Phonetics 101 #1

Dear all,

Now the time has come to talk about one of the courses I possibly  dislike the most. Phonetics is a part of my linguistic course but I can assure you that, even after 14 weeks, I still find it rather difficult to understand.
So to make it a little easier for myself and for anyone else who is interested in phonetics but thinks: What is this?! Do I feed it?
I’ll try to keep things as clear and basic as possible here in phonetics 101.
I will divide this subject into two parts as well to keep things clear.
The subjects are:

Part 1

  • Branches of phonetics
  • Basic concepts
  • Phonemes and allophones
  • The production of speech
  • Phonation

Part 2

  • Consonants
  • Vowels
  • Acoustic phonetics
  • Pitch, tone, intonation and connected speech

For this post I rely mostly on the information provided by my tutors and the book: Phonetics of English and Dutch by Beverly Collins and Inger M. Mees. If I use any other sources I’ll mention that in the text.

p.s. it is good to know that I use RP to do transcriptions if necessary.

Branches of phonetics

There are three branches of phonetics:

  1. Articulatory: is concerned with the movement of speech organs, or articulation, to form speech sounds.
  2. Acoustic: In concerned with the physical nature of speech sounds and how they are transmitted through the air as sound waves.
  3. Auditory: is concerned with the way in which the ear of the listener receives the speech signal.

This post will mostly deal with articulatory and acoustic phonetics but if you click here you will also find some information about auditory phonetics.

Basic concepts

Like everything else has a basis there’s also one for phonetics.
First of all it is good to know that phonetics is the study of the natural human language, that’s why it can be divided into three branches for research. The human language itself consists of speech sounds. Speech sounds are produced by humans with the intention to transmit information. The total number of speech sounds can differ per word, this completely depends on the word itself and the language it’s spoken in.

Some words can be homophone, homograph or homonym. The first means that a words sound the same as another word but has its own spelling, meaning and origin.
A homograph is a word spelled the same as another word but has a different meaning, origin and pronunciation.
A word is a homonym when that word sounds and is spelling the same as another word but has a different meaning and origin.

The smallest unit of speech that can be used to make one word different from another word is called a phoneme. A phoneme can be found by making a minimal pair, when a symbol or letter can change the meaning of a word like: boat and coat. B and C are both phonemes. Do keep in mind that phonemes are abstract and a concept. What does actually exist however are allophones. Allophones are phonetic realisations of a phoneme, making a phoneme a compound of a number of different sounds which are interpreted as one meaningful unit by a native speaker. The allophones of a different phoneme sound similar and are similarly produced.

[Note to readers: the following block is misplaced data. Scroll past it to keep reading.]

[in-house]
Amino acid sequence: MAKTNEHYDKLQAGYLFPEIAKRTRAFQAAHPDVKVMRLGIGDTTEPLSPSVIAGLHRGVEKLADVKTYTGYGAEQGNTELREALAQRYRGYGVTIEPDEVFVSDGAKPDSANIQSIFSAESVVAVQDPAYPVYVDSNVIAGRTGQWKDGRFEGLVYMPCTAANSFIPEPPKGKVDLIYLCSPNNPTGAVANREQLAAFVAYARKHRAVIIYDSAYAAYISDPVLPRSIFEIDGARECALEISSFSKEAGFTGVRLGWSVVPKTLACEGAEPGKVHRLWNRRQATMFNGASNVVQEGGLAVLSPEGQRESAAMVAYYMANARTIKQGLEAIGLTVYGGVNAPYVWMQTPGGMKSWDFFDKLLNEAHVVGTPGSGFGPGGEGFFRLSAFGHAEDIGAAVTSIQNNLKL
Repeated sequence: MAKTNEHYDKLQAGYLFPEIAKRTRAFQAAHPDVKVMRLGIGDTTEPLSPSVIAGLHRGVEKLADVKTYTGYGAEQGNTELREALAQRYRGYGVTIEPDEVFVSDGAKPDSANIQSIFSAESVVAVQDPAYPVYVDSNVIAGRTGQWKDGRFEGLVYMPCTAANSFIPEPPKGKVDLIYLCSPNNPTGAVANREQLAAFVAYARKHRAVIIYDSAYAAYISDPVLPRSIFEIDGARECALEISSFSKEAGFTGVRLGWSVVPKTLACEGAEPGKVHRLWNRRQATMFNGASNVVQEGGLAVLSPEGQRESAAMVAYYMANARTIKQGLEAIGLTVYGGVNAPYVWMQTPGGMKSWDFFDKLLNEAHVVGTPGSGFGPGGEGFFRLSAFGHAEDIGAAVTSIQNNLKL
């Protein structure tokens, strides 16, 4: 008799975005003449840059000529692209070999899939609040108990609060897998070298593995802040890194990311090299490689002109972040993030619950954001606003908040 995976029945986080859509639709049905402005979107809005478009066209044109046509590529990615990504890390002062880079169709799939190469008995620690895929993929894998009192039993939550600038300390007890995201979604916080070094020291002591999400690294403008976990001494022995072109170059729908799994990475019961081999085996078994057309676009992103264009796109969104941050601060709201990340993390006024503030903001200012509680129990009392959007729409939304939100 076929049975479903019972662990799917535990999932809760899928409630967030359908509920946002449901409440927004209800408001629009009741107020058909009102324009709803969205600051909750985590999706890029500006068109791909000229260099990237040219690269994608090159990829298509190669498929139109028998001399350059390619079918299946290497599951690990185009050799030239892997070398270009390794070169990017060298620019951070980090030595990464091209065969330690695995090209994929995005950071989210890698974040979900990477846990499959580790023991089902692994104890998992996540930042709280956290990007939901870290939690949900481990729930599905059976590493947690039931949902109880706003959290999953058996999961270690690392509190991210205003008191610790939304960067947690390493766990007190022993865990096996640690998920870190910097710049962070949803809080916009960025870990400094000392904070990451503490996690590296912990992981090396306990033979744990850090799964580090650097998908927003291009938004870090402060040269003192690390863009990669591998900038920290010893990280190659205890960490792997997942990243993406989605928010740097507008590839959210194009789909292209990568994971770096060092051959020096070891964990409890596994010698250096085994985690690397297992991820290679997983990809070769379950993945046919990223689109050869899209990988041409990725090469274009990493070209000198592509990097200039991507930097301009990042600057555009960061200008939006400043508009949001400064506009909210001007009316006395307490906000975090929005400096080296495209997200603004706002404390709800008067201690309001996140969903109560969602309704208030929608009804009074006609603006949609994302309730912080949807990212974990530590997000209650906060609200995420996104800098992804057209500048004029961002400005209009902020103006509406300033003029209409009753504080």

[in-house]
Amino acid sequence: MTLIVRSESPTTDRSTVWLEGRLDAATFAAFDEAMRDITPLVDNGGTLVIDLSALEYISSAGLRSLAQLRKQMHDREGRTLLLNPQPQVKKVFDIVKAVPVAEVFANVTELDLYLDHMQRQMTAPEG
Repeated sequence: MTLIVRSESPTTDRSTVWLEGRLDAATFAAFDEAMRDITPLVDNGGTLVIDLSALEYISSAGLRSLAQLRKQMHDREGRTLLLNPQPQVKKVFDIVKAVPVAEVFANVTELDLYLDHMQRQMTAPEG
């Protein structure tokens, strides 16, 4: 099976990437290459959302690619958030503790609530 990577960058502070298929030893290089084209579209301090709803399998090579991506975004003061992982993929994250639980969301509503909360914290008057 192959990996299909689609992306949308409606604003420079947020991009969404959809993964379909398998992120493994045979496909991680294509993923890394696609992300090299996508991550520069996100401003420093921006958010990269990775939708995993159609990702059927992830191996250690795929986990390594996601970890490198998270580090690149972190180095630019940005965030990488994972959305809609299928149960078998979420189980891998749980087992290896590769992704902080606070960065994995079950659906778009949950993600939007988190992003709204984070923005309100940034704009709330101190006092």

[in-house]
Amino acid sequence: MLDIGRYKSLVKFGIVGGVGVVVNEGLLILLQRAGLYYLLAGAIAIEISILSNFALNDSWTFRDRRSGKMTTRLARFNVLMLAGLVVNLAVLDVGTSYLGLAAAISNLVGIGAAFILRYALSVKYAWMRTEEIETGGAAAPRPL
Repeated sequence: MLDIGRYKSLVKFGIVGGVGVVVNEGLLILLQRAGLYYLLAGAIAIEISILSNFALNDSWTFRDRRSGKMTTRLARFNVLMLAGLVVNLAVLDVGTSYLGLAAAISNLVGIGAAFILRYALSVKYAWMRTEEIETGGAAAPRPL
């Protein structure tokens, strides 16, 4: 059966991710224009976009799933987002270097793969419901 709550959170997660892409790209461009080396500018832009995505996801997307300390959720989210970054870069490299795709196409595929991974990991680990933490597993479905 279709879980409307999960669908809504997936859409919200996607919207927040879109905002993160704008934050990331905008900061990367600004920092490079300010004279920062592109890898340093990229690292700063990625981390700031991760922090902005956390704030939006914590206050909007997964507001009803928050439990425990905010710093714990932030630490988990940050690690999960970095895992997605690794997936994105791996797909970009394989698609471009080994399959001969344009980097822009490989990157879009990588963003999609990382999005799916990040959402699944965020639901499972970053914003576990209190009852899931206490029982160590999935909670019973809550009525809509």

With transcription it is important to distinct the brackets used to indicate spelling <>, phonemic transcription (pronunciation) // and phonetic transcription (indicated more detail then a phonemic transcription) [].
I.e. <moon> becomes /mu:n/, <noon> becomes /nu:n/ and <soon> becomes /su:n/. Symbols used for transcription are called graphemes.
When transcribing a passage make a distinction between the citation form and the connected speech form. The citation form is used in dictionaries and is always transcribed in strong forms (where every symbol is pronounced explicitly), using connected speech however some symbols might change and become a weak form. I.e: <and> in stressed form is /ænd/ but when used in connected speech can also take other forms like /∂n/ or even /∂m/, the last one I’ll explain later on in this post.  (more on strong and weak forms click here).
When there is a contracted form involved it only means that to separate words are put together to become one. < I am> can so become /aim/.

Now take a look at the chart below:

This is the phonemic alphabet used for transcription. As you can see there are vowels and consonants. Most symbols used for the phonemic transcription tend to be different from spelling when the vowels are concerned, though with most of the consonants the symbols resemble the spelling. There’s talk of voice and voiceless sounds, basically meaning that some consonants and all vowel are voiced and produce a vibration of the vocal folds when they are pronounced. If you want to test it you can touch your throat while pronouncing certain words, you will be able to tell the difference between voiced and voiceless sounds.

Another important point for transcription is the stress. A word in the citation form has at least one syllable with prominence, this is the stressed syllable (stress in an isolated word is called word stress). This means that the syllable stands out from those around it and is partly related to the energy. The indication mark for stress is [‘].
There is also stress in connected speech. Here not every word has the same degree of stress, some carry strong, others weak and some carry no stress at all. The stress in connected speech is called sentence stress.
Here is a tip: Usually stress occurs on so called lexical words (nouns, adjectives, adverbs and main verbs) while there is rarely any stress on grammatical words (determiners, conjunctions, pronouns, auxiliary verbs, prepositions or degree adverbs such as quite or rather). The only sets of grammatical words that can be stressed are demonstratives and wh-interrogatives. In short: words with importance get stress, the rest not.

Here’s a website you can use for when you want more details.

Phonemes and allophones